Oil and Gas

Oil and natural gas are essential parts of the 15th District economy. From the Marathon refinery in Crawford County to oil and gas wells throughout Central and Southern Illinois, this is vital to the livelihoods of families and communities.

The fee and regulation scheme that currently exists actually does the opposite of what is intended. It protects large companies while squeezing out small, local companies out of the market. That’s unacceptable to me.

It’s these smaller companies that live and work where their wells operate. They not only work with farmers but have one-on-one relationships with state regulators.

What is necessary is an integrated and comprehensive federal approach between jobs, energy, and the environment.

Working together with local businesses, environmental partners, and regulators instead of at cross purposes.

It’s these partnerships that protect our land and waterways while simultaneously infusing the region with much needed revenue.

I will strengthen partnerships that protect our environment and our economy.

However, the fewer wells that a company operates, the higher their fees are for each of those wells. This is exactly the opposite of the way the system should work. 

Add on top of the burdens of increased fees, there are regulations that make operating these small companies cost-prohibitive.

Larger companies can simply absorb the costs by paying fines.

These smaller companies simply cannot. 

What we should be doing is increasing costs for large companies and use these fees and fines to fund research and development into methane capture technology and more research into cost-effective renewables like biomass and upgrading the power grid.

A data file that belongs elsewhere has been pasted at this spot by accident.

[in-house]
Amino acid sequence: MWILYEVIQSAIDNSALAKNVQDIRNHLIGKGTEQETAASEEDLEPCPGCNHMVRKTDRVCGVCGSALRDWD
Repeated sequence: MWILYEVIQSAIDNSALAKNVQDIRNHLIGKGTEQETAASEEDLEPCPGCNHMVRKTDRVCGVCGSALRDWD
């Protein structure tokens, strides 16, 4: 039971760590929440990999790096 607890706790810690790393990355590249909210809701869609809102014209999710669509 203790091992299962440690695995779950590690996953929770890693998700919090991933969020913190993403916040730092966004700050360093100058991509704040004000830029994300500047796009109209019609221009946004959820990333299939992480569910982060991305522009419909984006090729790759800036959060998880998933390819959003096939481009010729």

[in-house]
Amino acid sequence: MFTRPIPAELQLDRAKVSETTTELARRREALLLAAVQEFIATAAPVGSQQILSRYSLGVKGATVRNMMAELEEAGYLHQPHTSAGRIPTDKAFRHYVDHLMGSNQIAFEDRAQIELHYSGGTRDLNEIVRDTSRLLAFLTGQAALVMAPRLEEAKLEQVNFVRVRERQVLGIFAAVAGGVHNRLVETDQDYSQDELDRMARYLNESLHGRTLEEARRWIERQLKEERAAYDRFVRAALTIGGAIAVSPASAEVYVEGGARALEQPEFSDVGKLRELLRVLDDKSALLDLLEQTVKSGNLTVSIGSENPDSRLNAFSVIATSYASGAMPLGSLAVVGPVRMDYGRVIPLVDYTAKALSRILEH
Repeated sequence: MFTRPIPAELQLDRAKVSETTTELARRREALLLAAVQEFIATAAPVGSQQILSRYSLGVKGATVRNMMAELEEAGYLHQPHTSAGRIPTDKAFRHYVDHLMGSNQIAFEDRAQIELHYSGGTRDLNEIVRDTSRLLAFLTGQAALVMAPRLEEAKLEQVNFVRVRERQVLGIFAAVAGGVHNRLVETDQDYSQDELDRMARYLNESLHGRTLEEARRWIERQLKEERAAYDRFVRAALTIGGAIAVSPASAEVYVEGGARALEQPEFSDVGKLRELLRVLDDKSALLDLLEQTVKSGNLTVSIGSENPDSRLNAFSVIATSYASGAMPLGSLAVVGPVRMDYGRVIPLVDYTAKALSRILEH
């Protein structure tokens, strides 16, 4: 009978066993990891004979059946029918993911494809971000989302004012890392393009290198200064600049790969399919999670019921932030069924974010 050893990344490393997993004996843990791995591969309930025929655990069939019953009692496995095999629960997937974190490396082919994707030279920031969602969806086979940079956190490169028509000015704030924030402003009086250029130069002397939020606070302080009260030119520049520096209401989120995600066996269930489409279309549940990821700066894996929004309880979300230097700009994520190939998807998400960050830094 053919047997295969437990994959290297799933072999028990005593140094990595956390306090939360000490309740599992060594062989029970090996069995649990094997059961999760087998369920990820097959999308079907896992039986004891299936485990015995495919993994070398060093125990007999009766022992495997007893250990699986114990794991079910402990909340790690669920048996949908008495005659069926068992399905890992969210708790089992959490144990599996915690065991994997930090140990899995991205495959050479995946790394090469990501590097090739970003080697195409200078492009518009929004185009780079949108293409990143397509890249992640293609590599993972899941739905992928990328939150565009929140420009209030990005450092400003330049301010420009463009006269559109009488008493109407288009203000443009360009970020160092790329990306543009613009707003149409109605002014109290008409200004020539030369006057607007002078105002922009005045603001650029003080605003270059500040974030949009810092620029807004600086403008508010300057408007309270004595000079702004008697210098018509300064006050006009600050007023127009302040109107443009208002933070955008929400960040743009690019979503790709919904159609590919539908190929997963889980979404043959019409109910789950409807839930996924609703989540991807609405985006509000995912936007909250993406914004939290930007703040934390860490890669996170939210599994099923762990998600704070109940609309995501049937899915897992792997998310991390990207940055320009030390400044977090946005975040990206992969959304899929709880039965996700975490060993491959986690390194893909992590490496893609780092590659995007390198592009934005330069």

Subsidies for small companies makes sense.

For big oil and gas it does not.

Rep. John Shimkus receives so much campaign cash from big industry,

it should be clear as to why. 

The recently opened Center for American Rural Energy housed at Eastern Illinois University‘s Center for Clean Energy Research and Education is a great start, but there needs to be more investment, both from the government and from private sector, to jumpstart this economic engine.

There are colleges and universities scattered throughout our great district that can get on board in a myriad of ways. From marketing, to communication studies, journalism, education, science, and more, the opportunities for engagement and community involvement are nearly endless.

  • We turn around the fee and regulation scheme that overburdens small companies and favors big energy.
  • We fund research and development into new and emerging technologies in both higher education and training programs in our high schools to get our students ready for the jobs of today and tomorrow.
  • We unleash the economic engine by connecting the dots between farmland, renewables, education, and the oil and gas industry.

We can’t do this by continuing the business as usual approach by two decade incumbents that don’t bother to listen to their constituents but only to their big campaign donors.

We do this by working together, not by the politics of division. That’s the type of representative I will be.

Working, listening, and relentless.

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